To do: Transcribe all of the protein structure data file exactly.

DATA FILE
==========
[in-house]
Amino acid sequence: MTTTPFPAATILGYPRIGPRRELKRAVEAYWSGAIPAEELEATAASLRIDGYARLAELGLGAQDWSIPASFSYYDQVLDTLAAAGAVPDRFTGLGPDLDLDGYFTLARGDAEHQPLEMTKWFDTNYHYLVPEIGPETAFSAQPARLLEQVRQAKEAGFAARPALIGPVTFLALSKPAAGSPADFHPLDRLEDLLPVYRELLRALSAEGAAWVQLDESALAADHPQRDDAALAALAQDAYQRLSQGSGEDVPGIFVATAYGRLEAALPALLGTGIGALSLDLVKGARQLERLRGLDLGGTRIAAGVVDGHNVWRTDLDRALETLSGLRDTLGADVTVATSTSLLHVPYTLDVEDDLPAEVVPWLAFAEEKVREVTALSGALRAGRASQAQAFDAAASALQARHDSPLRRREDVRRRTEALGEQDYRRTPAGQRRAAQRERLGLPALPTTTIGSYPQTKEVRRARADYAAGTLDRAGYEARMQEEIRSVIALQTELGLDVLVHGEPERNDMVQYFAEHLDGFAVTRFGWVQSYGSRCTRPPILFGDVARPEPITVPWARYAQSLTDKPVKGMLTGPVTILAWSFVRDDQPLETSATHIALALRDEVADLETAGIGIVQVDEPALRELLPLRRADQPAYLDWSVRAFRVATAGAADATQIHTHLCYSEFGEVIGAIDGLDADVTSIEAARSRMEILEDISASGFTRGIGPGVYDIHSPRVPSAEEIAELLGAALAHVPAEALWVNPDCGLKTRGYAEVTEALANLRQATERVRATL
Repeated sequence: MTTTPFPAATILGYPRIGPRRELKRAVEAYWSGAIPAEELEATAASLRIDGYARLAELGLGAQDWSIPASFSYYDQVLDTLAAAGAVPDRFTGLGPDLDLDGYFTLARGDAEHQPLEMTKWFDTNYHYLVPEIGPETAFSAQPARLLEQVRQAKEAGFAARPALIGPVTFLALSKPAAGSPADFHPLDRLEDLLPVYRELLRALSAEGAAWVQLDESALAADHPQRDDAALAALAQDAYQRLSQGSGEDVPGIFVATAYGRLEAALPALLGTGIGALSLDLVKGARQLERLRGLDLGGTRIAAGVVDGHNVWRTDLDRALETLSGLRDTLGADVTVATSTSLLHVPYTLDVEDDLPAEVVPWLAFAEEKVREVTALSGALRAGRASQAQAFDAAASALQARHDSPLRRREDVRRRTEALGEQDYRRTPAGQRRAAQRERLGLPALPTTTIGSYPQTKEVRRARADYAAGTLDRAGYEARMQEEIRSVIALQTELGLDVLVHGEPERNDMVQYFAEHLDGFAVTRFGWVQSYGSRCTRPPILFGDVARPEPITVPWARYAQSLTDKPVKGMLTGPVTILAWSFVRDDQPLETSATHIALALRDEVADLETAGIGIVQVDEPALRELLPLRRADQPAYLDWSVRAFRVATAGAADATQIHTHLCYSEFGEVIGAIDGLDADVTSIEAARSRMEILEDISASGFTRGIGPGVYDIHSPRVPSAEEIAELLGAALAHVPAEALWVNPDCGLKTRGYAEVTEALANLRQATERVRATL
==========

[in-house]
Amino acid sequence: MTTTPFPAATILGYPRIGPRRELKRAVEAYWSGAIPAEELEATAASLRIDGYARLAELGLGAQDWSIPASFSYYDQVLDTLAAAGAVPDRFTGLGPDLDLDGYFTLARGDAEHQPLEMTKWFDTNYHYLVPEIGPETAFSAQPARLLEQVRQAKEAGFAARPALIGPVTFLALSKPAAGSPADFHPLDRLEDLLPVYRELLRALSAEGAAWVQLDESALAADHPQRDDAALAALAQDAYQRLSQGSGEDVPGIFVATAYGRLEAALPALLGTGIGALSLDLVKGARQLERLRGLDLGGTRIAAGVVDGHNVWRTDLDRALETLSGLRDTLGADVTVATSTSLLHVPYTLDVEDDLPAEVVPWLAFAEEKVREVTALSGALRAGRASQAQAFDAAASALQARHDSPLRRREDVRRRTEALGEQDYRRTPAGQRRAAQRERLGLPALPTTTIGSYPQTKEVRRARADYAAGTLDRAGYEARMQEEIRSVIALQTELGLDVLVHGEPERNDMVQYFAEHLDGFAVTRFGWVQSYGSRCTRPPILFGDVARPEPITVPWARYAQSLTDKPVKGMLTGPVTILAWSFVRDDQPLETSATHIALALRDEVADLETAGIGIVQVDEPALRELLPLRRADQPAYLDWSVRAFRVATAGAADATQIHTHLCYSEFGEVIGAIDGLDADVTSIEAARSRMEILEDISASGFTRGIGPGVYDIHSPRVPSAEEIAELLGAALAHVPAEALWVNPDCGLKTRGYAEVTEALANLRQATERVRATL
Repeated sequence: MTTTPFPAATILGYPRIGPRRELKRAVEAYWSGAIPAEELEATAASLRIDGYARLAELGLGAQDWSIPASFSYYDQVLDTLAAAGAVPDRFTGLGPDLDLDGYFTLARGDAEHQPLEMTKWFDTNYHYLVPEIGPETAFSAQPARLLEQVRQAKEAGFAARPALIGPVTFLALSKPAAGSPADFHPLDRLEDLLPVYRELLRALSAEGAAWVQLDESALAADHPQRDDAALAALAQDAYQRLSQGSGEDVPGIFVATAYGRLEAALPALLGTGIGALSLDLVKGARQLERLRGLDLGGTRIAAGVVDGHNVWRTDLDRALETLSGLRDTLGADVTVATSTSLLHVPYTLDVEDDLPAEVVPWLAFAEEKVREVTALSGALRAGRASQAQAFDAAASALQARHDSPLRRREDVRRRTEALGEQDYRRTPAGQRRAAQRERLGLPALPTTTIGSYPQTKEVRRARADYAAGTLDRAGYEARMQEEIRSVIALQTELGLDVLVHGEPERNDMVQYFAEHLDGFAVTRFGWVQSYGSRCTRPPILFGDVARPEPITVPWARYAQSLTDKPVKGMLTGPVTILAWSFVRDDQPLETSATHIALALRDEVADLETAGIGIVQVDEPALRELLPLRRADQPAYLDWSVRAFRVATAGAADATQIHTHLCYSEFGEVIGAIDGLDADVTSIEAARSRMEILEDISASGFTRGIGPGVYDIHSPRVPSAEEIAELLGAALAHVPAEALWVNPDCGLKTRGYAEVTEALANLRQATERVRATL